Having said that I must point out that in the case of political leadership and performance I sense that women tend to be more harshly judged. This may be due to "pedestalling" of the African woman. I have never been one to do so neither do I appreciate the kind of poetic rhetoric that goes on about The African Woman a lot of the times by the same people who want her to remain as she is (toiling from dawn to dusk, her work never done WITHOUT just and equitable reward). This pedestalling successfully serves to distract from the truth. Therefore when women enter politics they are put under a magnifying glass that magnifies times how close this woman is to how a woman should be. How a woman should be is defined by the same socio-cultural forces that the same women are running away from. And indeed the same forces that have kept women in silence and subserivience.

    I disagree with one of the replies to the article that talks about this having western roots and thus the need (I paraphrase) to reject western culture and presumably return to African culture. I am a proud African...but I am also not blinded by my pride so that I fail to point out what is wrong with my culture. And there is plenty wrong with it. Western culture has good and bad aspects too - goddess knows there's a lot of bad. But I am not one to blame everything on the west because even if they were really to blame. So what? Our reality does not afford us time to play blaming games. We must take responsibility for our own realities and shape our own futures. We must recognize the good and the bad. Stick to the good and find alternatives to the bad. We must break the cycle.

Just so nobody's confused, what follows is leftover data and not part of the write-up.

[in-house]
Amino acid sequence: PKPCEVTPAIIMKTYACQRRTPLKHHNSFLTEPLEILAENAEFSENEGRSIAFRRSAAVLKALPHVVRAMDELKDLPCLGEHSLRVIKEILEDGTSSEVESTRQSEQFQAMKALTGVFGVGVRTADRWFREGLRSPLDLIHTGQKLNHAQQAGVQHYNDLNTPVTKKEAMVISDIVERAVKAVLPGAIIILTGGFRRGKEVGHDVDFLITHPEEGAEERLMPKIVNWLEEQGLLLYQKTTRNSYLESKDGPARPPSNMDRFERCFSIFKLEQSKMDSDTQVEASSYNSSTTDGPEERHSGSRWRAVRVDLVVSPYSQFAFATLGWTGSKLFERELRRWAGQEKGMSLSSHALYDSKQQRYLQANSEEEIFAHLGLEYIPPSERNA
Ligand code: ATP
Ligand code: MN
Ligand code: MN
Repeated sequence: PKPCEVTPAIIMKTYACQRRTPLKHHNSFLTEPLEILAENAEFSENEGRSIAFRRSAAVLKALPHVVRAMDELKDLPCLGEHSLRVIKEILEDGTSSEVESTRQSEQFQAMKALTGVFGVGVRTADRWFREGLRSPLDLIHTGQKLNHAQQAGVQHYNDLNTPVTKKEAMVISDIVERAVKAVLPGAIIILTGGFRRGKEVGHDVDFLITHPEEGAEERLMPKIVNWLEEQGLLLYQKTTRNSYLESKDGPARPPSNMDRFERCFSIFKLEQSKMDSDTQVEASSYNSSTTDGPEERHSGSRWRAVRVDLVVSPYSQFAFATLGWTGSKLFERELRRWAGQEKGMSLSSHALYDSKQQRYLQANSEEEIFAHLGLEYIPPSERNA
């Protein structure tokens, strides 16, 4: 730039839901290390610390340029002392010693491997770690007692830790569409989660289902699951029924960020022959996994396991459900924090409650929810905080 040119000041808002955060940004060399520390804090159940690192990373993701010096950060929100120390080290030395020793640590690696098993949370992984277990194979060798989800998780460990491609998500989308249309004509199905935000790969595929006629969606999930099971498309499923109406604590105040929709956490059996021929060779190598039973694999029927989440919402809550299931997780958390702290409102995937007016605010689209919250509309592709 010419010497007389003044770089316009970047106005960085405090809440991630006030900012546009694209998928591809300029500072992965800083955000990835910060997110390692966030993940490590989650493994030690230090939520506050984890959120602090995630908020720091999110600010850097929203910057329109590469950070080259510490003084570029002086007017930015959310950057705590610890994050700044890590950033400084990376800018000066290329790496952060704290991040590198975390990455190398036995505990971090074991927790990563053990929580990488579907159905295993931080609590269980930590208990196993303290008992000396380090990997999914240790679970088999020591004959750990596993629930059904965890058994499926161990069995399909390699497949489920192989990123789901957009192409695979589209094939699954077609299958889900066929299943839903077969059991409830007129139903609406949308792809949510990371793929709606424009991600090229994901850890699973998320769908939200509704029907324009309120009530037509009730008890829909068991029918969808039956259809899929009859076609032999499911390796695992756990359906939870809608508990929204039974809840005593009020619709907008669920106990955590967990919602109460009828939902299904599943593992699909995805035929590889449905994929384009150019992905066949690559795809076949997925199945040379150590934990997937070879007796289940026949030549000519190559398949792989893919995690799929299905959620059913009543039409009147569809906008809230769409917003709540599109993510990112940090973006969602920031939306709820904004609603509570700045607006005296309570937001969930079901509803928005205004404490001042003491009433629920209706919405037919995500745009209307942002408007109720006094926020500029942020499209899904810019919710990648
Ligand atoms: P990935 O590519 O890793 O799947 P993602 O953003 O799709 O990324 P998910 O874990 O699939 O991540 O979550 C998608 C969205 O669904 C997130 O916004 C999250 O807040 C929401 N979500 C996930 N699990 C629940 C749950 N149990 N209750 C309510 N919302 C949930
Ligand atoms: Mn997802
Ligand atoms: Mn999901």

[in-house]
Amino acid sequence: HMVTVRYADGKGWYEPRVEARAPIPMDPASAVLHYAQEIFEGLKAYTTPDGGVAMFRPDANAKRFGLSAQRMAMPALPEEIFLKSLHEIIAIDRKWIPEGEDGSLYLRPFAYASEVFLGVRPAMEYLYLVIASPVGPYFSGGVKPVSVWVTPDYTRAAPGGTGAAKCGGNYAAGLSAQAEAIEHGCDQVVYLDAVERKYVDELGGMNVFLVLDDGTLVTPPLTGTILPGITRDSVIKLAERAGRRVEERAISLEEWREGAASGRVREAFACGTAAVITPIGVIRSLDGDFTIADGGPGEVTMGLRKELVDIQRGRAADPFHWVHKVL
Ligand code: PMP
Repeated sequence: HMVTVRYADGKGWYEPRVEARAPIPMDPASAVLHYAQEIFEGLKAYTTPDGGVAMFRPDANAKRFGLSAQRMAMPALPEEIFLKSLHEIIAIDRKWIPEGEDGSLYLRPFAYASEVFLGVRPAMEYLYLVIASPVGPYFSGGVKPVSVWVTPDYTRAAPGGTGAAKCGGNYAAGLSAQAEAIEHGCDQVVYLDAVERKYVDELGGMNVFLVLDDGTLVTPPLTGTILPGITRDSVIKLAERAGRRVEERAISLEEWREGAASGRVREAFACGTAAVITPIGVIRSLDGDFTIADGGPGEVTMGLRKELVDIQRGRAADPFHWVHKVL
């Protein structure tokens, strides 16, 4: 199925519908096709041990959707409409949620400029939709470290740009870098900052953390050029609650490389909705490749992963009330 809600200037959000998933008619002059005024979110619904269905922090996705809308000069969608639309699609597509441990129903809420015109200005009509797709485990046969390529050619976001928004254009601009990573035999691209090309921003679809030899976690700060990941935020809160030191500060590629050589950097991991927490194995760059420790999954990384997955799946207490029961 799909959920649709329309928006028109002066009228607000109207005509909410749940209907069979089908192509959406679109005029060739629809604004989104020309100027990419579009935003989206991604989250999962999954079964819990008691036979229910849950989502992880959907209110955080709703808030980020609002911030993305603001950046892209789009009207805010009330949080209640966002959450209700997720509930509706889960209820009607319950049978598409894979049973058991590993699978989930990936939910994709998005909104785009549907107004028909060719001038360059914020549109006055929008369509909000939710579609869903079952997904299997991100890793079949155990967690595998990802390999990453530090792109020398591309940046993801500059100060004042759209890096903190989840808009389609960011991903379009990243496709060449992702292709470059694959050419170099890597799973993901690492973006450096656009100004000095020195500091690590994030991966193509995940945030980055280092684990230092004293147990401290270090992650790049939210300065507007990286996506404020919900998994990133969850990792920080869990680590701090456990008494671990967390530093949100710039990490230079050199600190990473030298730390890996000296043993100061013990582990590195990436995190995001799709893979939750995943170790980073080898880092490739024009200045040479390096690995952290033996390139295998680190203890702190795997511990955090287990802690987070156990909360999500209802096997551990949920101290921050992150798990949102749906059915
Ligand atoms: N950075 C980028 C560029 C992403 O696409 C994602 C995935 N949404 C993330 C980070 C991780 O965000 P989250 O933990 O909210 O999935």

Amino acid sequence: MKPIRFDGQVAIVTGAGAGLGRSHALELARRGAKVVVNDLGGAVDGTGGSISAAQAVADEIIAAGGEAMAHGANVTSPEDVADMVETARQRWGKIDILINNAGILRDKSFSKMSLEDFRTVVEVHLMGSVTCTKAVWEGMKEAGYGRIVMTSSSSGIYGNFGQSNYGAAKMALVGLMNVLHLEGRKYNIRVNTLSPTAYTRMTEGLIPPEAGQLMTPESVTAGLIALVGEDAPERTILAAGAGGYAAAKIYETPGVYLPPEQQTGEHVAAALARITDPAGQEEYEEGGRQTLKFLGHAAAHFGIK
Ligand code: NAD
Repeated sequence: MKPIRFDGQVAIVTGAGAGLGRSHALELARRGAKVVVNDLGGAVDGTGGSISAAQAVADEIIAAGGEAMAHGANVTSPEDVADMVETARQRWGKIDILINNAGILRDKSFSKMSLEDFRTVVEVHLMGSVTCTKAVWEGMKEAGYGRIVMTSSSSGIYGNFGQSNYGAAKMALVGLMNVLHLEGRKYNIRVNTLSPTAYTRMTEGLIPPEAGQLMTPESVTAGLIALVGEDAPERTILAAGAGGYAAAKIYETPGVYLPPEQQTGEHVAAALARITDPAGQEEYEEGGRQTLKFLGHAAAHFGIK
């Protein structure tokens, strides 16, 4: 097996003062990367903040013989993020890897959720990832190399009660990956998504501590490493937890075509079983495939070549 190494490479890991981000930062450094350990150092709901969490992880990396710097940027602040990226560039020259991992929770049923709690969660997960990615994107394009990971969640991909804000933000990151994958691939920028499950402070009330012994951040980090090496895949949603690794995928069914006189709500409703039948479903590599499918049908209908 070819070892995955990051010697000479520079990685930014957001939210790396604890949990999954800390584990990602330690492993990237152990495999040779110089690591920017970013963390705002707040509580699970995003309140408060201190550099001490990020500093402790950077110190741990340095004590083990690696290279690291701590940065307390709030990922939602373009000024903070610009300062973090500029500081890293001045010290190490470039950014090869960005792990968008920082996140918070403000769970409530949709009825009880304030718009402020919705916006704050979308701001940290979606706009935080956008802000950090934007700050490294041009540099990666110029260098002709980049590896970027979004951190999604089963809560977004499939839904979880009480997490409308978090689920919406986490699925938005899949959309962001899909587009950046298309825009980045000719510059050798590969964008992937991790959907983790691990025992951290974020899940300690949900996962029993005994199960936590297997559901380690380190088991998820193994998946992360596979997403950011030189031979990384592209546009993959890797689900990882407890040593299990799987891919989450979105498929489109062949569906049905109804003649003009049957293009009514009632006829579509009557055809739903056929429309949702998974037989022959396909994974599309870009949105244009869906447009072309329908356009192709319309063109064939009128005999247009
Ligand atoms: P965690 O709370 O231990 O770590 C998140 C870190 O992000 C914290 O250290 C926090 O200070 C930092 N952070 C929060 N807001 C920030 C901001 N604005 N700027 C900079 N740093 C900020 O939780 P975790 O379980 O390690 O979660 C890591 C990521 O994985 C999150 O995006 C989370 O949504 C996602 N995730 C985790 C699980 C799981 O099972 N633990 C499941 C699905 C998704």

One of the realities in Africa right now is that policy and decision making is in the hands of an Old Boys Club. Many of the women (I do not wish to insult those of my sisters who are genuine leaders of integrity trying to bring change and working for the good of their communities)...but many of the women in political power right now are exercising it due to their personal relationship and otherwise close proximity to men in power. Africa's first ladies are powerful women...they are true femocrats. Problem is that they protect and maintain a status quo that generally is neither beneficial to the disadvantaged nor encouraging of women who seek political power on their own merit.

    Now I have lost my train of thought...I was going somewhere with this...but for now I will say that I agree with most of what the interviewee has expressed.
     
  5. Sun Ship

    Sun Ship Well-Known Member MEMBER

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    fanyamambo, regardless of you losing your "train of thought"... It really didn’t matter, you still made some very interesting observations. That was an excellent post, because your response was very insightful…peace

    Brother Sun Ship :cool:
     
  6. karmashines

    karmashines Banned MEMBER